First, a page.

Bain Joins Goldman to Urge Dismissal of Bid-Rigging Suit
By Don Jeffrey & David McLaughlin – Dec 18, 2012 12:01 AM ET
Goldman Sachs Group Inc. (GS) and Bain Capital Partners LLC are set to defend what they call legitimate private-equity practices against investor claims that buyout firms and their bankers colluded to rig bids on takeovers.
The defendants, who also include Blackstone Group LP (BX), Carlyle Group, KKR & Co., Apollo Global Management LLC (APO) and JPMorgan Chase & Co. (JPM), are scheduled to argue today and tomorrow before U.S. District Judge Edward Harrington in Boston that a proposed antitrust lawsuit by shareholders in the acquired companies should be dismissed.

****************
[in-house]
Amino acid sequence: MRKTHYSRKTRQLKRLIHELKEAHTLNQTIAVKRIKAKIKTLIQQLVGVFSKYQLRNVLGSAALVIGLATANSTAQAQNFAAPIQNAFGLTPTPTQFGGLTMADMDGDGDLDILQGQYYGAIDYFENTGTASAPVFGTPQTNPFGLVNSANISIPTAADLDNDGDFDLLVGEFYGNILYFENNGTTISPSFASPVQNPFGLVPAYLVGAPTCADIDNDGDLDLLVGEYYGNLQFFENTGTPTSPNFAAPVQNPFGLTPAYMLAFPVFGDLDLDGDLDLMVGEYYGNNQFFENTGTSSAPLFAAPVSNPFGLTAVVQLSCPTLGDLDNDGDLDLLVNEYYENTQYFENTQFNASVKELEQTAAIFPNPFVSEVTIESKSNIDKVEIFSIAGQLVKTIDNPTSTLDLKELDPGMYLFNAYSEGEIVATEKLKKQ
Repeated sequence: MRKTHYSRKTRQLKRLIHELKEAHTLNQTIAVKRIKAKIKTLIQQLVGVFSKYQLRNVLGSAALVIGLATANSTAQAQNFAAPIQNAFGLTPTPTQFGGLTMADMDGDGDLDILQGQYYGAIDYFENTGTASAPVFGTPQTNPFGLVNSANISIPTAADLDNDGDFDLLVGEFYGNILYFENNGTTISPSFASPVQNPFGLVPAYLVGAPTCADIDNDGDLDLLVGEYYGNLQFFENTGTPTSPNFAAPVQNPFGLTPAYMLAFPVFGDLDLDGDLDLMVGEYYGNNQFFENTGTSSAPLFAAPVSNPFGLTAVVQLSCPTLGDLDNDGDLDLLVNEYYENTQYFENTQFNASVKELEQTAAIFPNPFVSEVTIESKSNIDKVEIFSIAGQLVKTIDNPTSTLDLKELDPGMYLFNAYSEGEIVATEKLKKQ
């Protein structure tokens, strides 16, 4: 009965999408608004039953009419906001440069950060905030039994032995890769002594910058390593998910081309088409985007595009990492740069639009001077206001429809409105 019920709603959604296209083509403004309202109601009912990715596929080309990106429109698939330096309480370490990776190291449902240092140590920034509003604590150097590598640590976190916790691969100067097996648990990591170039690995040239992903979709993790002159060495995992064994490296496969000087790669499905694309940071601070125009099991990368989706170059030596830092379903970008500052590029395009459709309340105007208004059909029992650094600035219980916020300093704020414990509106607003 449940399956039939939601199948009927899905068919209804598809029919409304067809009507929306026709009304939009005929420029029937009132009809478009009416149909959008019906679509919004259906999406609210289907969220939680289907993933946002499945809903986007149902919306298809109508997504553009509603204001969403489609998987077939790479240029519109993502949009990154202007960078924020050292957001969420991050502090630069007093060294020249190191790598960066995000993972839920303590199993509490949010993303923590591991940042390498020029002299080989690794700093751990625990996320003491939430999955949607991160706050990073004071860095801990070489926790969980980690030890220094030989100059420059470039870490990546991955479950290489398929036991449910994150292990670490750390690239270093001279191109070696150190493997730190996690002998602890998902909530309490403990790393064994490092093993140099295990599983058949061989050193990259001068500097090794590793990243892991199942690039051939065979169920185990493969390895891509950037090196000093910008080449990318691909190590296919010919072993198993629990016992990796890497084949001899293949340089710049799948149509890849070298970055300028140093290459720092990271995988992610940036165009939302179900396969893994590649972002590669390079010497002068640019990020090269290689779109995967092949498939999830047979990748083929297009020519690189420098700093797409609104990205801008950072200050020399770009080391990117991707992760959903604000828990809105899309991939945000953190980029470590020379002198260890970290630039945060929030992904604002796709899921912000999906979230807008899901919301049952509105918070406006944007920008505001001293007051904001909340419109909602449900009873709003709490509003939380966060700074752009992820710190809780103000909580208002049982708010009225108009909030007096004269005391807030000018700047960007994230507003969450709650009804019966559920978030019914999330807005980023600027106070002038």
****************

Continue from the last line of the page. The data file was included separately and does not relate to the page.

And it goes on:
Individuals and pension funds that held shares in companies including Freescale Semiconductor Ltd. (FSL), Neiman Marcus Group Inc. and HCA Holdings Inc. (HCA) sued in 2007 and 2008, claiming “a conspiracy among private equity firms to rig bids, restrict the supply of private-equity financing, fix transaction prices and divide up the market for private-equity services for leveraged buyouts.” They are seeking a jury trial and money damages.
“If true, we have some pretty serious violations of the antitrust laws,” Darren Bush, a professor of antitrust law at the University of Houston Law Center, said in an interview. “If this conduct is really going on and it’s really problematic, it ought to have a trial.”
The defendants said in court papers that the plaintiffs don’t have the right to sue for antitrust violations that would be subject to U.S. Securities and Exchange Commission regulations. They also said the transactions represented legitimate business practices.